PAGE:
Obituaries in the News
MINNEAPOLIS (AP) _ Vernon Aanenson, owner and president of Old Dutch Foods Inc., died Tuesday from complications following surgery to repair an aneurysm in his aorta. He was 82.
Aanenson had been at the helm of the snack-food company, whose windmill logo was a familiar symbol in the Upper Midwest, since 1951 when he bought it with a partner. He became sole owner in 1965.
Old Dutch Foods now has five plants with about 1,300 employees in Minnesota and Canada.
SALT LAKE CITY (AP) _ Jim Bapis, a longtime Utah newsman and public relations official, died of cancer Wednesday. He was 64.
Bapis worked for 15 years in the Salt Lake bureau of United Press International, where he was a newsman and sports editor. He later was a feature writer for the University of Utah news service, where he worked for 22 years.
Bapis won numerous writing awards, including the 1995 Gold Spike Award of Excellence. He was elected to the National Association of Science Writers in 1991.
DURBAN, South Africa (AP) _ Eve Boswell, the glamorous Hungarian-born singing star who dominated British pop charts in the 1950s, died of a heart attack Thursday. She was 76.
Boswell’s hits included ``Again,″ ``Sugar Bush,″ ``Blue Star,″ ``Young and Foolish″ and ``Picking a Chicken.′
Born Eva Keleti in Budapest, she came from a show-business family and as a child made her stage debut with the family’s variety act, The Three Hugos.
Boswell moved to Britain and also sang with Geraldo’s Orchestra at the Winter Gardens, Blackpool.
CAHORS, France (AP) _ Nino Ferrer, a popular French singer for three decades, committed suicide Thursday. He was to turn 64 on Saturday.
Police said Ferrer shot himself with a hunting rifle. His body was found next to his car parked in a field near the town of Saint-Cyprien.
Famous for his gravelly voice, nostalgic lyrics and puns, Ferrer hit the top of the charts with ``Le Sud,″ ``Mirza,″ ``Les Cornichons″ and ``Le Telefon.″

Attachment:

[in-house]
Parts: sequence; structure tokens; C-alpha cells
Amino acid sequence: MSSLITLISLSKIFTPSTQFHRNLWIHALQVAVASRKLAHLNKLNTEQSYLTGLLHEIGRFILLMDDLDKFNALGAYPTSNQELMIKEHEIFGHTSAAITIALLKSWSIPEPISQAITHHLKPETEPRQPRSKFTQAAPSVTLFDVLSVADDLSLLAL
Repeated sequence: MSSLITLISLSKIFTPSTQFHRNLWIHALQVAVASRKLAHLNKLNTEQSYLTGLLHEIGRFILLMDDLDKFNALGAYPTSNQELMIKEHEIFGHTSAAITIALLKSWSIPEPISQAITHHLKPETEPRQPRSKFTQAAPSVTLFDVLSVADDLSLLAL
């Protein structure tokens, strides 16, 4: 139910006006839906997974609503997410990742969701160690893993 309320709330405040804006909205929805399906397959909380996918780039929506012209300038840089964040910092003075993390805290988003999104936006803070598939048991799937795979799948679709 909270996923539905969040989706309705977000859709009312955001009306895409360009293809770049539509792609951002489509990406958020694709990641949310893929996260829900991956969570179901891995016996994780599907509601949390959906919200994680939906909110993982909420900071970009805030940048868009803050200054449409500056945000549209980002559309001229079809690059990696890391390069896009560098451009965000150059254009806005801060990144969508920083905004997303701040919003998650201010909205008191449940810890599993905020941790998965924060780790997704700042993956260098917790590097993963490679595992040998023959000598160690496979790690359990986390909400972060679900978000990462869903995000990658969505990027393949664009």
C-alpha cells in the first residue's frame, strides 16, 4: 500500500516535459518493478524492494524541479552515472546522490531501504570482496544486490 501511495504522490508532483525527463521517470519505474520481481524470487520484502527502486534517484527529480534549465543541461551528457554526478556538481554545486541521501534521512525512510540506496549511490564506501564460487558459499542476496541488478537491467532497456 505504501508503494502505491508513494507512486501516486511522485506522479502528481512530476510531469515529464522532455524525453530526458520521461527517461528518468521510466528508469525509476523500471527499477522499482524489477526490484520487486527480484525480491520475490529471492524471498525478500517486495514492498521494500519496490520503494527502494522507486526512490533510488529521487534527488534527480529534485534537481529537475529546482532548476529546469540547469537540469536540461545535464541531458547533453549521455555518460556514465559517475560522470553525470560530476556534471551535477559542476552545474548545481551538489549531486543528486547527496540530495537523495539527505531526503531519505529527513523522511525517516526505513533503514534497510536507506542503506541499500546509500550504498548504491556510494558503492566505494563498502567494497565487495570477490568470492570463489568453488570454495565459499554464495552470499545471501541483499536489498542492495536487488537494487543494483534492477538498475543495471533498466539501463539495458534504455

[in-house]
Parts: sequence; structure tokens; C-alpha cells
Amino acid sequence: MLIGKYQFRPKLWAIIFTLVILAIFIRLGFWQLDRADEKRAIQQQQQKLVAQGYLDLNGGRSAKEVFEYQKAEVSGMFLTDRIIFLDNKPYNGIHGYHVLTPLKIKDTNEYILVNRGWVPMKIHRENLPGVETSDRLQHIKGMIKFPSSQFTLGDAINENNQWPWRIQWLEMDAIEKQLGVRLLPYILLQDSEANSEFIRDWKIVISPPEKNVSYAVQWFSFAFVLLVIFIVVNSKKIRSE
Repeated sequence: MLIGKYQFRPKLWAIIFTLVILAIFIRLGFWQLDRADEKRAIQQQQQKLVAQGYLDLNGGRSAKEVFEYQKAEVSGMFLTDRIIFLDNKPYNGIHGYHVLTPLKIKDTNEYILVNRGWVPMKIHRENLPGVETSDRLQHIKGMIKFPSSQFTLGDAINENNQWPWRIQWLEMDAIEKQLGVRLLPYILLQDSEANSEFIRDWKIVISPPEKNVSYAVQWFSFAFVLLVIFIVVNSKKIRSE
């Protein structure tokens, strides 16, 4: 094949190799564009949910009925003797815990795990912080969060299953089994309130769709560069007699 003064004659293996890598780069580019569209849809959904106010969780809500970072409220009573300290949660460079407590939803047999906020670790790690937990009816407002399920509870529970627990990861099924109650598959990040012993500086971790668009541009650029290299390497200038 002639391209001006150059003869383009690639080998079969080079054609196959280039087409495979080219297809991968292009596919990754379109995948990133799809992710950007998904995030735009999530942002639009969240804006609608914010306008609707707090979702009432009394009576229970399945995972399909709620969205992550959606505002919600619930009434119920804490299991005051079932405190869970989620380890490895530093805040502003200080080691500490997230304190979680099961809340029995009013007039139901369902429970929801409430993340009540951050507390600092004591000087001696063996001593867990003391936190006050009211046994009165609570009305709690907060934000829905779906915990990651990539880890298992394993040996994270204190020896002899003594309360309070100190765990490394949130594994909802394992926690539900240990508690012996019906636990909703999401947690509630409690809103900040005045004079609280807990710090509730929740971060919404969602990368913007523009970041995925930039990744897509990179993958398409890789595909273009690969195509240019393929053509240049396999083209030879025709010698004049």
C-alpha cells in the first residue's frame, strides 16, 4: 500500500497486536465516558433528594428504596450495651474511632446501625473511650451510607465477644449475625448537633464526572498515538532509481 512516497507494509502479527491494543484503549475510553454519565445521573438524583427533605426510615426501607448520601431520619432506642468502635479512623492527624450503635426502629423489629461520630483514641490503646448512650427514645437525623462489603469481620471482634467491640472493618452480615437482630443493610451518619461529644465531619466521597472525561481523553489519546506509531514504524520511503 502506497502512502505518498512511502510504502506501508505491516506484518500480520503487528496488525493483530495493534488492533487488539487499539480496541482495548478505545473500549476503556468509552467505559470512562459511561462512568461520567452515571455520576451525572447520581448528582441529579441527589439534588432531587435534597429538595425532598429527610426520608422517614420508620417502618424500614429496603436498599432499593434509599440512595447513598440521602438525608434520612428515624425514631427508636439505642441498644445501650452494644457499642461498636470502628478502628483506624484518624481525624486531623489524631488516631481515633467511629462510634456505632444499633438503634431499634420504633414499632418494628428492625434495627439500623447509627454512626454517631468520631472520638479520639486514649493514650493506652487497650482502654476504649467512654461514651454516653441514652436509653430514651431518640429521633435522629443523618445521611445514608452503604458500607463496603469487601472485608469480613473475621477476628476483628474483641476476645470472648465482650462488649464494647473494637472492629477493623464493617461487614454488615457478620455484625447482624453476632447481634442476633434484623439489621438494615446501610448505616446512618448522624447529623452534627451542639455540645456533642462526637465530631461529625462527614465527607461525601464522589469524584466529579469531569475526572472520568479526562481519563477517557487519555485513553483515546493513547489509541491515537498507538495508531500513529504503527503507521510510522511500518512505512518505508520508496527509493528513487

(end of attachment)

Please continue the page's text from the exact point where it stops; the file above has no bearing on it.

He gave up music several years ago to devote himself to painting.
Robert M. Luby
SAN ANTONIO (AP) _ Robert M. ``Bob″ Luby, who founded the Luby’s Cafeteria empire 51 years ago in the basement of a San Antonio building, died Thursday from heart complications in a Colorado Springs, Colo. He was 88.
Luby owned several cafeterias that he sold when he joined the Army Air Corps during World War II.
After his discharge, he went back into the business with his cousin, Charles R. Johnston. Today the company they founded has 231 cafeterias in 11 states.
CAIRO, Egypt (AP) _ Abdel-Qawi Makkawi, a prominent Yemeni opposition leader, died Wednesday of a heart attack in Egypt. He was 73.
Makkawi was the last prime minister of the government of Aden during British rule before Britain gave independence to the then South Yemen in 1967.
He was dismissed by the British Governor in 1965 for his alliance with the late Egyptian President Gamal Abdel Nasser. After the dismissal, he went into exile in Egypt where he set up the Front for the Liberation of South Yemen with Nasser’s backing.
Two years later, the British government declared South Yemen an independent state under the Marxist National Liberation Front, Makkawi’s bitter enemy.
Since then, Makkawi lived in exile in Egypt and turned down appeals by the current Yemeni government to return home.
Roberto Palma Galvez
TEGUCIGALPA, Honduras (AP) _ Roberto Palma Galvez, Honduras’ former foreign minister and a member of the military junta that toppled a dictator in the 1950s, died Wednesday. He was 71.
Palma Galvez was secretary in the military junta that ousted dictator Julio Lozano Diaz in 1956. As foreign minister under Honduras’ military-led government, Palma Galvez orchestrated peace efforts with El Salvador after the Salvadoran army invaded Honduras, provoking a 100-hour war in 1969.
Palma Galvaz also served as military attache for the Honduran embassies in Guatemala and Mexico.
Donald Francis Smith
ATLANTA (AP) _ Donald Francis Smith, a veteran ABC newsman who retired from WXIA-TV four years ago, died Sunday of a heart attack. He was 69.
Smith worked for ABC for 19 years, including stints in its Atlanta and Washington news bureaus. He was among the journalists to travel with President Nixon on his history-making trip to China in 1972, and he reported on the Communist takeover of South Vietnam in 1975.
Smith went to work for WXIA in 1982. Before his retirement, he was editor of the station’s early morning newscast.
Survivors include his wife, Carolyn Smith, a daughter, three sons, a brother and two grandchildren.